Senior citizens are switching from privately run insurance plans to traditional Medicare when they face serious, long-term health conditions, a study shows.
Researchers at Brown University found that 17 percent of Medicare Advantage patients who entered nursing homes for long-term care chose to switch to traditional Medicare the following year. Only 3 percent of similar patients in Medicare made the decision to go to a private Medicare Advantage plan.
The story is the same for patients who required short-term nursing care or home health care. A larger number switched out of Medicare Advantage plans than chose to move into them from traditional Medicare.
The results suggest that the private Medicare Advantage health plans are managing to get rid of patients once their care becomes too costly, says economist Momotazur Rahman, the study's lead author. "When the plan finds out this patient is very costly, there are incentives for the plan to get rid of the patient," he says.
The findings were published in the October issue of Health Affairs.
The shift of patients who were insured by private companies back to traditional Medicare rolls can cost taxpayers more.
The government pays a set monthly fee for each patient in Medicare Advantage plans. The amount varies according to a risk score for each person. But since the ultimate cost for patient care is borne by the private plans, insurers' profits can suffer if patients are more expensive to care for than expected.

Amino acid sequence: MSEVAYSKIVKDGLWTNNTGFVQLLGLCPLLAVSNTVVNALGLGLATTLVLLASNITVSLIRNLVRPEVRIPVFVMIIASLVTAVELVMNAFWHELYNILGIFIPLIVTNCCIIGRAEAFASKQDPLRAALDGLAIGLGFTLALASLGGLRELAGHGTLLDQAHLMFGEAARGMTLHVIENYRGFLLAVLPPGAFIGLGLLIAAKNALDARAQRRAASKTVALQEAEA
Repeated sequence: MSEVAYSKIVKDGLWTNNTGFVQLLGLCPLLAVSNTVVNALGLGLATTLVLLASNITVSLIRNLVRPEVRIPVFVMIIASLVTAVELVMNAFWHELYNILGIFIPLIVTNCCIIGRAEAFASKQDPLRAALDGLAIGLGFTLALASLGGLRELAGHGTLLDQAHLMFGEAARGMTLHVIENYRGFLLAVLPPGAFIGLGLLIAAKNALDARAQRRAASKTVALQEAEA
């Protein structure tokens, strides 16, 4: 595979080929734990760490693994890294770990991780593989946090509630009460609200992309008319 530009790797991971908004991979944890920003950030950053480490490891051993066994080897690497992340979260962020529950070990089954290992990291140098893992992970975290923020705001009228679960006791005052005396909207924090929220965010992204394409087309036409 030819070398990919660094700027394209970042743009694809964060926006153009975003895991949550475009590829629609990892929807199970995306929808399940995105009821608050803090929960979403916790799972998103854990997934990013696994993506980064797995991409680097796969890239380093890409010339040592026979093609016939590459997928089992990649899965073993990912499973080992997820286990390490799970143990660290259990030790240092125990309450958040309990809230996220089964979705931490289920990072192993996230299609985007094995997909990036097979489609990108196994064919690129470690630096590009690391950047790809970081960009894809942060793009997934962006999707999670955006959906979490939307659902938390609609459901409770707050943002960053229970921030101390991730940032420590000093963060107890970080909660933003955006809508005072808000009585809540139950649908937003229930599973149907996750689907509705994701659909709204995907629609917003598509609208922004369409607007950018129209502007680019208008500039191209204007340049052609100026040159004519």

The private plans don't kick people out. But they can provide reasons to leave, Rahman said. Those measures include imposing steep cost-sharing as patients need more expensive care, which is common for nursing or home care patients. They can also limit care for expensive treatments, such as cutting benefits for rehab after a hip replacement. And they can restrict their networks in some areas so physicians who care for particularly ill patients are hard to find or get to.
The Center for Medicare and Medicaid Services has been looking to minimize this so-called adverse selection — when sicker patients move back onto the government's health care rolls. The steps include paying more to private plans for sicker patients, and giving them incentives to manage costs.
These incentives aren't enough, according to Rahman. The agency should consider imposing penalties on the plans, he says, when patients "disenroll."
Medicare Advantage plans "definitely should not be telling people to leave in any kind of way," says Jack Hoadley, an analyst at Georgetown University's Health Policy Research Institute. "There's no evidence in this study that they are."
But limits on care in Medicare Advantage plans that are designed to cut costs can make those plans less appealing to sicker patients, Hoadley says. The Brown study, he says, suggests the incentives in the program aren't working properly.